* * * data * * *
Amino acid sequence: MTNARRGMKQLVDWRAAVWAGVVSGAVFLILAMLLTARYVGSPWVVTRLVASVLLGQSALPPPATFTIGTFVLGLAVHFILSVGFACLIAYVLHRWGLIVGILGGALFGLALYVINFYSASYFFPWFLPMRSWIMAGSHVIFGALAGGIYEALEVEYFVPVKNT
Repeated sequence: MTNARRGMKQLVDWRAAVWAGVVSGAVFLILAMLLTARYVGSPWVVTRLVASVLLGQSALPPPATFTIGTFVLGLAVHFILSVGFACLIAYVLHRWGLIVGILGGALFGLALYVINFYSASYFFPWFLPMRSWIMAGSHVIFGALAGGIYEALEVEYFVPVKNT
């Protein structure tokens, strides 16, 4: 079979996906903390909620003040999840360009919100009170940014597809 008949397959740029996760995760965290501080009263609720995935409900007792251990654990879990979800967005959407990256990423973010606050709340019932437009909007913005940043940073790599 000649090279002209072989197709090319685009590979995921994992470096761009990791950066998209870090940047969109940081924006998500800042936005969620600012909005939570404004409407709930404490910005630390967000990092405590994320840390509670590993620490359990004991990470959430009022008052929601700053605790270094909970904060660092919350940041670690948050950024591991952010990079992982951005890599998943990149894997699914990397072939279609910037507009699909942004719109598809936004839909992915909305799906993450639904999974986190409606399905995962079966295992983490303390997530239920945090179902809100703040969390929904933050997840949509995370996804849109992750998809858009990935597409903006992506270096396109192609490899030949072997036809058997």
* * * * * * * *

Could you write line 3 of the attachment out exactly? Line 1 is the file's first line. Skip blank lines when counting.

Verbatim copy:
């Protein structure tokens, strides 16, 4: 079979996906903390909620003040999840360009919100009170940014597809 008949397959740029996760995760965290501080009263609720995935409900007792251990654990879990979800967005959407990256990423973010606050709340019932437009909007913005940043940073790599 000649090279002209072989197709090319685009590979995921994992470096761009990791950066998209870090940047969109940081924006998500800042936005969620600012909005939570404004409407709930404490910005630390967000990092405590994320840390509670590993620490359990004991990470959430009022008052929601700053605790270094909970904060660092919350940041670690948050950024591991952010990079992982951005890599998943990149894997699914990397072939279609910037507009699909942004719109598809936004839909992915909305799906993450639904999974986190409606399905995962079966295992983490303390997530239920945090179902809100703040969390929904933050997840949509995370996804849109992750998809858009990935597409903006992506270096396109192609490899030949072997036809058997």